realisations is fed through directly to two quan-
titative scenarios, which allow the significance
of the uncertainty to be evaluated.
Transparency: although the models may be inter-
nally complex, the workflow is simple, and
feeds directly off the uncertainty list, which
may be no more complex than a short list of
the key issues which drive the decision at hand.
If the key issues which could cause a project to
fail are identified on that list, the model process
will evaluate the outcome in the result range.
The focus is therefore not on the intricacies of
the model build (which can be reviewed by an
expert, as required), but on the uncertainty list,
which is transparent to all interested parties.
achieved with a smaller number of scenarios, but
the full set was run simply because it was not
particularly time-consuming (the whole study ran
over roughly 5 man weeks, including static and
dynamic modelling). The case illustrates
the efficacy of multiple static/dynamic modelling
in greenfields, even when the compilation of runs
is manual. Figure 5.14b shows the results of a more
recent study (Chellingsworth, et al. 2011 )in
which 124 STOIIP-related cases were efficiently
analysed using a workflow-manager algorithm.
This issue is more pressing for brownfield sites,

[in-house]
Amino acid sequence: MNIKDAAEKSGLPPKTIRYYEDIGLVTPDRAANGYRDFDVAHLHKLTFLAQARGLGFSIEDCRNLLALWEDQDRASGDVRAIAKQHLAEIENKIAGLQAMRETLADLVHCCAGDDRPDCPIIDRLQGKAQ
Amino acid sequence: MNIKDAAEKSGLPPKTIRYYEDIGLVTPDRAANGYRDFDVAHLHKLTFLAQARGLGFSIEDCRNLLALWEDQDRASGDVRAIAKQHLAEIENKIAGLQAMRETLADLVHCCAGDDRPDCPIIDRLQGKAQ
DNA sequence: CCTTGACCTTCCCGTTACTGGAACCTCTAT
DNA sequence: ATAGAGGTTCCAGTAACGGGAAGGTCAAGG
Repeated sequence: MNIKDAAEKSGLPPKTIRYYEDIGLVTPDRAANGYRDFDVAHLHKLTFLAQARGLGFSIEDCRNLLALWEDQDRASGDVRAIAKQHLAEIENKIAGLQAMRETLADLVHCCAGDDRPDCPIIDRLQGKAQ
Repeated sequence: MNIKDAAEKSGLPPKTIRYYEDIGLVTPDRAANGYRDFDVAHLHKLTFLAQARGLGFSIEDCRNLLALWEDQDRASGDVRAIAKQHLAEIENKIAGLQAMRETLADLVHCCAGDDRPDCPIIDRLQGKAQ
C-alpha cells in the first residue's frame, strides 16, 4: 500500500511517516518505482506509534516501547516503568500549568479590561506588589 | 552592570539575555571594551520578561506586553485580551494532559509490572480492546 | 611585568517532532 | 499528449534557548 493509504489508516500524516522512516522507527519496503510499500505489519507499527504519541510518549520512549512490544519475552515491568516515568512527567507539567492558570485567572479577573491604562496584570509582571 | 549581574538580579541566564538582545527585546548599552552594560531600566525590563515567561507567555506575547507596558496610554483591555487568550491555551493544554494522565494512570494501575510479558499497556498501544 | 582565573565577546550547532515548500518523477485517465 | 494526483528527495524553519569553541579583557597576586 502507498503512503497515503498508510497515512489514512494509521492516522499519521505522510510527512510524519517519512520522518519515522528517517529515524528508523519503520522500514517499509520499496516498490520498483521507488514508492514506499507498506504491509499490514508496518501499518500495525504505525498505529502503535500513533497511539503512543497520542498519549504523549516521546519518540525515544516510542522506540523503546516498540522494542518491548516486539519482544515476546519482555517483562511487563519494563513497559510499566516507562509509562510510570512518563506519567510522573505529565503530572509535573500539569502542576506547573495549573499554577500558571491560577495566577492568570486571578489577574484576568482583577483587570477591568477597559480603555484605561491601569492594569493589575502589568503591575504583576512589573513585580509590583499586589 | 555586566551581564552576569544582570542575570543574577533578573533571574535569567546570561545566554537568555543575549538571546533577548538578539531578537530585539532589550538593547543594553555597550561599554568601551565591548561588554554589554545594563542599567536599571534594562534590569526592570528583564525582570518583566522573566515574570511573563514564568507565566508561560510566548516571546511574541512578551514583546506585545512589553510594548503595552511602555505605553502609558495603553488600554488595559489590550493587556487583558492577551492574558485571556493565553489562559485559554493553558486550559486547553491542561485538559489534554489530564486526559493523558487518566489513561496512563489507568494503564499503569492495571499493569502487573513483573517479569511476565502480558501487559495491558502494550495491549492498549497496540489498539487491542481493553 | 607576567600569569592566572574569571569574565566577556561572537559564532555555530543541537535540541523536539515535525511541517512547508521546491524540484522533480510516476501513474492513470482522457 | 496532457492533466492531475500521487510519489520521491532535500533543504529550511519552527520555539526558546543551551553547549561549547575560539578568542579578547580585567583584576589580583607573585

although the cases described above from the Sirikit
and Gannet fields illustrate that workflows for
multiple model handling in mature fields can be
practical. This challenge is also being improved
further by the emergence of a new breed of auto-
matic history matching tools which achieve model
results according to input guidelines which can be
It is thus suggested that the running of multi-
ple models is not a barrier to scenario modelling,
even in fields with long production histories.
Once the conceptual scenarios have been clearly
defined, it often emerges that complex models
are not required. Fit-for-purpose models also
come with a significant time-saving.
Cross-company reviews by the authors
indicate that model-building exercises which
are particularly lengthy are typically those
where a very large, detailed, base-case model is
under construction. History matching is often
pursued to a level of precision disproportionate
to the accuracy of the static reservoir model it
is based on. By contrast, multiple modelling
Multiple Model Handling
It is generally assumed that more effort will be
required to manage multiple models than a single
model, particularly when brownfield sites require
multiple history matching. However, this is not
necessarily the case - it all comes down to a
choice of workflow.
Multiple model handling in greenfield sites
is not necessarily a time-consuming process.
Figure 5.14a illustrates results from a study
involving discrete development scenarios.
These were manually constructed from
permutations of 6 underlying static models and
dynamic uncertainties in fluid distribution and
composition. This was an exhaustive approach
in which all combinations of key uncertainties
were assessed. The final result could have been
124 static & dynamic